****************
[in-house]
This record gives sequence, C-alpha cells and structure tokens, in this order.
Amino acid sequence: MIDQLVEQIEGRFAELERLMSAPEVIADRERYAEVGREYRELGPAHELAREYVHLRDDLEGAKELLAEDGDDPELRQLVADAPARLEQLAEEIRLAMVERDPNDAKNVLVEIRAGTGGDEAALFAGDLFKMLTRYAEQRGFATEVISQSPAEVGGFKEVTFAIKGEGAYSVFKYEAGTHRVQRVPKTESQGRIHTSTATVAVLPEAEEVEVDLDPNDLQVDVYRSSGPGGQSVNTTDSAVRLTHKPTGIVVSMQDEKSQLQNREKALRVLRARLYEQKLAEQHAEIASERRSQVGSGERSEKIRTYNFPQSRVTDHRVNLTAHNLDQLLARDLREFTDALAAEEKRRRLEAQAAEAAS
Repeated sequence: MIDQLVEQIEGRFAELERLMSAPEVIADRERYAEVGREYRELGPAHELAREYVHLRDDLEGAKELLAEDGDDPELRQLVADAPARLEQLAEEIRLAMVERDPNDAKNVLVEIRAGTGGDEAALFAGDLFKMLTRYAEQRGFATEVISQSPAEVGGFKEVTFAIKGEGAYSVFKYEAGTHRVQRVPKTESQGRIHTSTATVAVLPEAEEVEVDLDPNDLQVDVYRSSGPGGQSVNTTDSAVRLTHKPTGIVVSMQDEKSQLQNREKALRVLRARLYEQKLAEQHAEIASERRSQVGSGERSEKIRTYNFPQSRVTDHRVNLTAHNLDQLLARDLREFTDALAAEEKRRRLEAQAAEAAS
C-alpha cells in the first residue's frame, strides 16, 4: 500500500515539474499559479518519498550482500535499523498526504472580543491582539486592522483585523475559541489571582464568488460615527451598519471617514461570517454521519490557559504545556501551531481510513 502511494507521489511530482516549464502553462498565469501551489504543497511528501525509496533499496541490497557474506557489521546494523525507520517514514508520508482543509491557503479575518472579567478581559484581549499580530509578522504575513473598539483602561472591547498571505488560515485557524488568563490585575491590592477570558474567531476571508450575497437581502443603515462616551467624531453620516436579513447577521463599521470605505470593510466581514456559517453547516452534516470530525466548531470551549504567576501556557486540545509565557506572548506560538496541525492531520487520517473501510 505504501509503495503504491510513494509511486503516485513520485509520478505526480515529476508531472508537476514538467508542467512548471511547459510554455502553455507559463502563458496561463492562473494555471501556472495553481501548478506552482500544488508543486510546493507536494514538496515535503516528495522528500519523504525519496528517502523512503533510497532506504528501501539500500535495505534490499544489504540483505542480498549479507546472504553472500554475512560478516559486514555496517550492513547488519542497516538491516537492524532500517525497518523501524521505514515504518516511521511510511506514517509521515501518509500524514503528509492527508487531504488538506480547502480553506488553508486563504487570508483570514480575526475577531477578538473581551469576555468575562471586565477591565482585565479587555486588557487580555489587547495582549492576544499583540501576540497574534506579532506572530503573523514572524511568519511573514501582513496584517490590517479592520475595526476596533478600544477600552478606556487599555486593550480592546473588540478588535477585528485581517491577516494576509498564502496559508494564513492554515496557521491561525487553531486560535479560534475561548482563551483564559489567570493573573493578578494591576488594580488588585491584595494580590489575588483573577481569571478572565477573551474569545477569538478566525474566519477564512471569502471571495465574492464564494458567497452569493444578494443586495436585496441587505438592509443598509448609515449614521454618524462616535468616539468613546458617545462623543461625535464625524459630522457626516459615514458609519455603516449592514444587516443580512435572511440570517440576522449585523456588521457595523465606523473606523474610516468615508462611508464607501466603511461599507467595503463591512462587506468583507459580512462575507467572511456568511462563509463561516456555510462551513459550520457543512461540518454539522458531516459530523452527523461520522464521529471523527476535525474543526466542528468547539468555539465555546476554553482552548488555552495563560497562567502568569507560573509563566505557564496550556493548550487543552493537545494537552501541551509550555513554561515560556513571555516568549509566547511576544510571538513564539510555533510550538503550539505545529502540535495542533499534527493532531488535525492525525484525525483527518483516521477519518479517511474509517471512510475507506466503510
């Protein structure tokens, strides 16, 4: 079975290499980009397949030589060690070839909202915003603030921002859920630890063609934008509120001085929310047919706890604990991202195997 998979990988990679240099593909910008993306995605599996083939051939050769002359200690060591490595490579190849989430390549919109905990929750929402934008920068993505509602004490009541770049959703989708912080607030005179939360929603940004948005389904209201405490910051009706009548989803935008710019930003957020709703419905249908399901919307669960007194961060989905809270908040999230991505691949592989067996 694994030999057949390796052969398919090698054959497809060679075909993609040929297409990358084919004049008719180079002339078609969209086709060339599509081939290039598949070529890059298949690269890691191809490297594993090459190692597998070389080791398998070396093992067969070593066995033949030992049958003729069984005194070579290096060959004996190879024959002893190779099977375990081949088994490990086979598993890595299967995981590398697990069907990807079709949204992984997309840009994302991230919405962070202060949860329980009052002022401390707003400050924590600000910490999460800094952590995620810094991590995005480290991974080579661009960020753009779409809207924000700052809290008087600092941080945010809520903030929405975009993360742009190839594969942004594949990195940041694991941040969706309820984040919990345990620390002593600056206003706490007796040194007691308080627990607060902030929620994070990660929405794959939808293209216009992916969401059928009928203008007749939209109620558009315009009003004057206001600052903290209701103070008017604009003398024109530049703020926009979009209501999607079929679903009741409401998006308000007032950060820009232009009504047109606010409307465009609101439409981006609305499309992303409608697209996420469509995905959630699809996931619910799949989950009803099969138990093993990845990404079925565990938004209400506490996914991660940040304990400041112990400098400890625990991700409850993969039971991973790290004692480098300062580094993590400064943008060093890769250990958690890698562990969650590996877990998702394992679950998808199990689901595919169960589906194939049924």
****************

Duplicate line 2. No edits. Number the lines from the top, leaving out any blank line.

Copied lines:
This record gives sequence, C-alpha cells and structure tokens, in this order.